Mothers and sons

The little boy sat clinging to his mother, beating her chest to get her attention while she was trying to give me the details  of  his  medical  history.  At  20  months  he  had  chronic  discharge  from  his  ears  and  no  amount  of  antibiotics would clear it. He had many sets of grommets fitted, the one after the other, to no avail. His hair was coarse and sparse,  his  little  body  painfully  thin,  his  belly  enlarged  either  through  malnutrition  or  parasites.  His  actions  were repetitively either sucking his thumb, or wailing and beating his mother’s chest to demand her breast. She told me that she had not had a decent night’s rest since he was born. In a tired, mechanical way that mothers develop to deal  with  difficult  offspring,  she  held  him  to  quieten  him  down  and  unbuttoned  her  top  to  offer  him  a  withered breast. She looked at me with such confusion and despair in her eyes that I could virtually feel at that moment how close  she  was  to  breaking.  He  grabbed  the  breast  with  both  hands  and  angrily  demanding,  sucked  at  it  while putting up one hand to reach a wisp of her listless hair to twirl around his fingers to satisfy his tactile senses while she  just  gave  and  gave  and  hated  every  moment  of  his  selfish  intrusion  into  her  space.  He  commanded  and dominated, she passified and complied, terrified of his control of her. When I pointed this emotional co-dependency out to her, she looked startled but also very defensive … “But he is sick! You have no idea how high his fevers can go …. I don’t know what to do any more …. Most of the time I just sit with him and allow him to suck! He won’t eat, he won’t sleep in his own bed. None of my other children were ever like this. If I can just get his ears right, he will stop doing this, I am sure. Can you do anything to help? Have you ever treated this? My father is a doctor and will be very angry if he knew I had come to see you, but a friend of mine suggested I try you.”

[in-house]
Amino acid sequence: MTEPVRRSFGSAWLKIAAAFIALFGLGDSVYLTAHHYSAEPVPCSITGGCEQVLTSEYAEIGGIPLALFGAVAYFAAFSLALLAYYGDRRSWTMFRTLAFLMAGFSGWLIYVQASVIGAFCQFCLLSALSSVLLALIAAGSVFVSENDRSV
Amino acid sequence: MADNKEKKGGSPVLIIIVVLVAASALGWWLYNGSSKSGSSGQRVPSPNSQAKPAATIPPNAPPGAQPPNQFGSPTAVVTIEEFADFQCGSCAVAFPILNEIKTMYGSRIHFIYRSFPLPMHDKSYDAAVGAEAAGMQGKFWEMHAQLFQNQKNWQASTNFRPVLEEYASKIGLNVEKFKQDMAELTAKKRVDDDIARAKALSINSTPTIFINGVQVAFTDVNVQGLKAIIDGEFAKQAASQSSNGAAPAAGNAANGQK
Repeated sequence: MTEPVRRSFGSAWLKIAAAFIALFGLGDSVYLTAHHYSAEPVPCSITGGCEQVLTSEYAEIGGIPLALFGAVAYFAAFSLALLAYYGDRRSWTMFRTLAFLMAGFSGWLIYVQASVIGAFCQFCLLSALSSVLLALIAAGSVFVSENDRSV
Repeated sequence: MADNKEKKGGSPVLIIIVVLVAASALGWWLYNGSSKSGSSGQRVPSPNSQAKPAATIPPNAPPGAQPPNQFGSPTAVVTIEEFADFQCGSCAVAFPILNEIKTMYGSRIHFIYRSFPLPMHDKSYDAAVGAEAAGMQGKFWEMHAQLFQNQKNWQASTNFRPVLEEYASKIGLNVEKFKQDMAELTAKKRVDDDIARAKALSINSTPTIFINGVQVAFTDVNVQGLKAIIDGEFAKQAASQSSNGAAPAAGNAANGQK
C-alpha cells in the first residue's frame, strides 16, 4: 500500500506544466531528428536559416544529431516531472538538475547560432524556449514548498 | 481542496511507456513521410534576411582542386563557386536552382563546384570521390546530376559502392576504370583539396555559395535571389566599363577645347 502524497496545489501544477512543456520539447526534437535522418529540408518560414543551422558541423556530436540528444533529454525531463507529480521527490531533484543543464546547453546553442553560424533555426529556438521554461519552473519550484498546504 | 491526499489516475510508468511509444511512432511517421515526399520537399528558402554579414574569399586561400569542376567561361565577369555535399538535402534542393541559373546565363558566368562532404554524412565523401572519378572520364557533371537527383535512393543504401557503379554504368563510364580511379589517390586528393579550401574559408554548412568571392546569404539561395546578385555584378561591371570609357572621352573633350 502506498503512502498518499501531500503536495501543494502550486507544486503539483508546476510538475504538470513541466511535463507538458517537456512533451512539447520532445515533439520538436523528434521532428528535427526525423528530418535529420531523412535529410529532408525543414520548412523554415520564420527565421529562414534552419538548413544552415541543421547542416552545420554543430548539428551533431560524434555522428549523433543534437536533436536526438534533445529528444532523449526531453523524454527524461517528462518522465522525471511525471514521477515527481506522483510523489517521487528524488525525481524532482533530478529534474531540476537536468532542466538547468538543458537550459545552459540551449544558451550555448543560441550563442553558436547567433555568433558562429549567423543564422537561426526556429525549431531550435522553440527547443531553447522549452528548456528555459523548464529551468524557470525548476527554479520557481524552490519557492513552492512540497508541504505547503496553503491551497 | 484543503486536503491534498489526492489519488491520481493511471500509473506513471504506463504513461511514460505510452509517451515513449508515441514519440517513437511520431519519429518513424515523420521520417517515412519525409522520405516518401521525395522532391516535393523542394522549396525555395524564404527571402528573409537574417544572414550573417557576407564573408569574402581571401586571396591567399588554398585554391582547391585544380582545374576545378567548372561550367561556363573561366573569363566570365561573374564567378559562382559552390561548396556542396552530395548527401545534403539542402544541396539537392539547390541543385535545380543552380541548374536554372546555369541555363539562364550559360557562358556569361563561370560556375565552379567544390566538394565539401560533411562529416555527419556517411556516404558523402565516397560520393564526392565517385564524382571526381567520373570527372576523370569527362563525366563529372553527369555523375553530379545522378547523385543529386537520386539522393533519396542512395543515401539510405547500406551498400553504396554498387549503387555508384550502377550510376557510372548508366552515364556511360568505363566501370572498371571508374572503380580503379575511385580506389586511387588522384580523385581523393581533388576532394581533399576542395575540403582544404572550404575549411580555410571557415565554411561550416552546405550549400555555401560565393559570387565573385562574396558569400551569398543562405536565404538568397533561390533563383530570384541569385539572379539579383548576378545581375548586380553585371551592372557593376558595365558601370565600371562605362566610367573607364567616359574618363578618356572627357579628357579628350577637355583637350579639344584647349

The torrent of words kept on pouring out. She was desperate, that was plain to see. Yet, she had no confidence in any other healing method except  so-called modern medicine, and to her dismay it wasn’t curing her son’s illness. Only complete desperation could have driven to seek help from other sources.

The little boy took in every word his mother had said, looking at her moving mouth from where he was holding her drained breast in his mouth. When her attention had shifted away from him for too long, he started the wailing and squirming  from  scratch,  disrupting  her  flow  of  thoughts,  redirecting  her  energy  and  attention  back  to  him.  It fascinated  me  to  observe  her  control.  At  20  months  he  had  the  whole  family  at  his  beck  and  call  and  he was  not going to relinquish his power easily! The key to his recovery was to enable his mother to take back her position as his parent and to parent him more than mothering him.

Read more…